For media inquiries, please contact media@impactjournals.com.

Trending With Impact: Green Tea Enhances Fitness and Lifespan in Worms

The mechanisms and pathways involved in the health and aging benefits conveyed by green tea were investigated in C. elegans.

Green tea leaves

The Trending With Impact series highlights Aging (Aging-US) publications that attract higher visibility among readers around the world online, in the news, and on social media—beyond normal readership levels. Look for future science news about the latest trending publications here, and at Aging-US.com.

Listen to an audio version of this article

Boiled or iced with water or milk, blended in smoothies, condensed into shots or even baked into pastries—humans are infatuated with green tea. Today, green tea is one of the most widely consumed beverages in the world. Molecules found in this plant, named catechins, are known to have numerous evidence-based health benefits, including weight loss and age delaying properties. However, the mechanism by which these effects take place have yet to be fully elucidated.

“The popularity of green tea makes it crucial to study its impact on health and aging.”

Researchers from Friedrich Schiller University JenaHuazhong Agricultural UniversityETH Zurich, and the Medical University of Graz investigated green tea catechins and their effects in roundworms, known as Caenorhabditis elegans (C. elegans), and isolated rodent mitochondria. Their trending paper was published in October of 2021 by Aging (Aging-US), and entitled, “Green tea catechins EGCG and ECG enhance the fitness and lifespan of Caenorhabditis elegans by complex I inhibition.”

“We have designed the current study to investigate the impact and to unveil the target of the most abundant green tea catechins, epigallocatechin gallate (EGCG) and epicatechin gallate (ECG).”

The Study

In this study, the researchers focused on testing two of the most common green tea catechins, epigallocatechin gallate (EGCG) and epicatechin gallate (ECG), in isolated mitochondria from murine liver and C. elegans. C. elegans are approximately one millimeter long nematodes, or roundworms, and have been used in a variety of biomedical studies. The reason C. elegans were chosen for this study is likely due to the fact that many genes in C. elegans have functional counterparts in humans. (C. elegans also have the ability to “smell” cancer.)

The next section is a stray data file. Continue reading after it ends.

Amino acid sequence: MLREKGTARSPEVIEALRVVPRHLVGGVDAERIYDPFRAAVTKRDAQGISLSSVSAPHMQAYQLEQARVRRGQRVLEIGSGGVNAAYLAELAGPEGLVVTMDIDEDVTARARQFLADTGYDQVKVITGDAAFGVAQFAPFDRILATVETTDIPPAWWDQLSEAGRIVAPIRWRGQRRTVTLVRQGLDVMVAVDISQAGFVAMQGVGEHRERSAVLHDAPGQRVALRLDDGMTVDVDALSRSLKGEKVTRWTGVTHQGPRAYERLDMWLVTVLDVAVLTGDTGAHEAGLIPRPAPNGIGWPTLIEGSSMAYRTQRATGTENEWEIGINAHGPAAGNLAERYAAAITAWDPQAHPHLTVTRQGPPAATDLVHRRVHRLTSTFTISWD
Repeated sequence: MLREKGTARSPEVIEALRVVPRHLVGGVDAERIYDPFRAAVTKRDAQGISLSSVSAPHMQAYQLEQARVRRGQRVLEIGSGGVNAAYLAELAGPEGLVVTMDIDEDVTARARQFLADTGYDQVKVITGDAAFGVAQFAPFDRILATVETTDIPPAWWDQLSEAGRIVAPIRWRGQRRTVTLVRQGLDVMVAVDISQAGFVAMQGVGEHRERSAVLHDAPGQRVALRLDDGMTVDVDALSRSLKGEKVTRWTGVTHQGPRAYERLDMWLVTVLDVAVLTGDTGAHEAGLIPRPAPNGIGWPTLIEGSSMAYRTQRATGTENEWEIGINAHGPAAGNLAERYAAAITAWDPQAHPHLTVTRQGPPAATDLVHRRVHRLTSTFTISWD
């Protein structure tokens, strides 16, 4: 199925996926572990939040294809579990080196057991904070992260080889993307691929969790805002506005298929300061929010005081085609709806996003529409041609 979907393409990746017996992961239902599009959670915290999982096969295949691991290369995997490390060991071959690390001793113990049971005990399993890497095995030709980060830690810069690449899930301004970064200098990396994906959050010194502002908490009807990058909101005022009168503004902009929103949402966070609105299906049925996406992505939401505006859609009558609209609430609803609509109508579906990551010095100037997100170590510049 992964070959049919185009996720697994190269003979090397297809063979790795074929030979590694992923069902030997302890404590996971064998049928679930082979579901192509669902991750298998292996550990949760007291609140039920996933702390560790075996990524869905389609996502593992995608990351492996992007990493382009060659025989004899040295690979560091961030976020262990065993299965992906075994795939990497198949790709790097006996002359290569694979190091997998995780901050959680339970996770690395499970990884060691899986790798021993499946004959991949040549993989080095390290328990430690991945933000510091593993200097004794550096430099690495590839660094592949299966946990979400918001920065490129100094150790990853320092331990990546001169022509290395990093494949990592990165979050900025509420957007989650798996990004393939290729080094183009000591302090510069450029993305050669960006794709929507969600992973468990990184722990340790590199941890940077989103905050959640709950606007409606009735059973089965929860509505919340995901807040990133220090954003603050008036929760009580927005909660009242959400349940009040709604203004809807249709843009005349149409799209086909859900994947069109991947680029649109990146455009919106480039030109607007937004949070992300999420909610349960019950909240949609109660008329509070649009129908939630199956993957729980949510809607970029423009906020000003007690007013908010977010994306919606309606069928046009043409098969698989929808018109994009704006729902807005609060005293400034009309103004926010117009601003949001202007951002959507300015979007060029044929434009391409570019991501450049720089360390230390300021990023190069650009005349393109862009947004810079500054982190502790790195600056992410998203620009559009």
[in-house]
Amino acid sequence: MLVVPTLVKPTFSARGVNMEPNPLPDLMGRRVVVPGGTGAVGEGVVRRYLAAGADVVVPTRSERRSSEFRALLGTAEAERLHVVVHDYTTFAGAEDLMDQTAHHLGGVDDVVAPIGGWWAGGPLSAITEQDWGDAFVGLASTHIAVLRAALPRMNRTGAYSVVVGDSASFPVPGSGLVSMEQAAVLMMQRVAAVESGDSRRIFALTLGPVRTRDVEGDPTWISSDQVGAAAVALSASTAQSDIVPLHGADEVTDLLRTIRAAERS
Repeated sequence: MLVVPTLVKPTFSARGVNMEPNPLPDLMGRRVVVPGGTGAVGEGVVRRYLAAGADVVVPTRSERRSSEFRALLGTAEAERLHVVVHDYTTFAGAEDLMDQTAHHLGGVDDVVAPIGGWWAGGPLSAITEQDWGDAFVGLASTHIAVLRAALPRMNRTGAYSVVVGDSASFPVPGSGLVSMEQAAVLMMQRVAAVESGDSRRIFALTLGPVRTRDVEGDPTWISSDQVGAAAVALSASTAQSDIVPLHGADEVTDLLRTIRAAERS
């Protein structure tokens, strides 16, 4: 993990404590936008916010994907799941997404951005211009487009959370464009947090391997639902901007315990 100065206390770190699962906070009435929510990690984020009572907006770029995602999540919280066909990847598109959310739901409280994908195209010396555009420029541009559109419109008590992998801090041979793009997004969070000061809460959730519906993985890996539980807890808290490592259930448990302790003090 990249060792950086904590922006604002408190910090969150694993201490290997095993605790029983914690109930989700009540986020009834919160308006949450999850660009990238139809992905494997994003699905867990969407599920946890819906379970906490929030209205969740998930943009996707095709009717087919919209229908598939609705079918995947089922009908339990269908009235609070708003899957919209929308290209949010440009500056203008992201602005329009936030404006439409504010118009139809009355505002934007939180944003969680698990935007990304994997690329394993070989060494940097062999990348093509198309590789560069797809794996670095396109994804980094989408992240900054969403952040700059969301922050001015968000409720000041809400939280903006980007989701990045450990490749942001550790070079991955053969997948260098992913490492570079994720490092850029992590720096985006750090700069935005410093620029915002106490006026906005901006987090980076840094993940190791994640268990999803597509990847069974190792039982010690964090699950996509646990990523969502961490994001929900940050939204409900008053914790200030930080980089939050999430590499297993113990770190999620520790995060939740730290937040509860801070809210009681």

Over the course of 24 hours or seven days, C. elegans and rodent mitochondria were treated with 2.5 μM of EGCG and/or ECG compounds. To analyze the green tea catechins’ effects on cellular metabolism, reactive oxygen species (ROS) homeostasis, stress resistance, physical exercise capacity, health- and lifespan, and on the underlying signaling pathways, the researchers conducted lifespan analyses, locomotion assay, paraquat stress resistance assay, basal oxygen consumption rate, ROS quantification, glucose oxidation assay, ATP quantification, activity assays for catalase and superoxide dismutase, fat content analysis, quantification of complex I activity in mitochondria, quantification of oxygen consumption rate in mitochondria, and statistical analyses.

“We conclude that applying the green tea catechins EGCG and ECG at a low dose extends the lifespan of C. elegans via inducing a mitohormetic response.”

They found that the catechins hindered mitochondrial respiration in C. elegans after 6–12 hours, the activity of complex I in isolated rodent mitochondria and temporarily increased ROS levels. Then, after 24 hours and through adaptive responses, catechins reduced fat content, enhanced ROS defense and, in the long term, improved healthspan in C. elegans.

Conclusion

Mechanisms and pathways observed to be involved in this process of C. elegans fitness and lifespan extension by green tea were further described in the paper. The researchers note that additional studies will be required to determine the best timing and dosage for administering catechins. They also acknowledge that the low bioavailability of green tea catechins may limit the lifespan extending effects of green tea in humans, despite the promising effects demonstrated in C. elegans.

“Despite the promising results obtained in animal experiments, the low bioavailability of EGCG [7] still raises the question of whether green tea catechins can reliably provoke beneficial effects in humans. Consequently, additional efforts might be needed to identify complex I inhibitors with increased bioavailability.”

Click here to read the full priority research paper published by Aging (Aging-US).

WATCH: AGING VIDEOS ON LABTUBE

Aging (Aging-US) is an open-access journal that publishes research papers monthly in all fields of aging research and other topics. These papers are available to read at no cost to readers on Aging-us.com. Open-access journals offer information that has the potential to benefit our societies from the inside out and may be shared with friends, neighbors, colleagues, and other researchers, far and wide.

For media inquiries, please contact media@impactjournals.com.

Trending With Impact: Retired Sled Dogs in Aging Research

Researchers adopted 103 retired sled dogs for a longitudinal study on canine aging that may one day be used to increase human healthspan and longevity.

sled dogs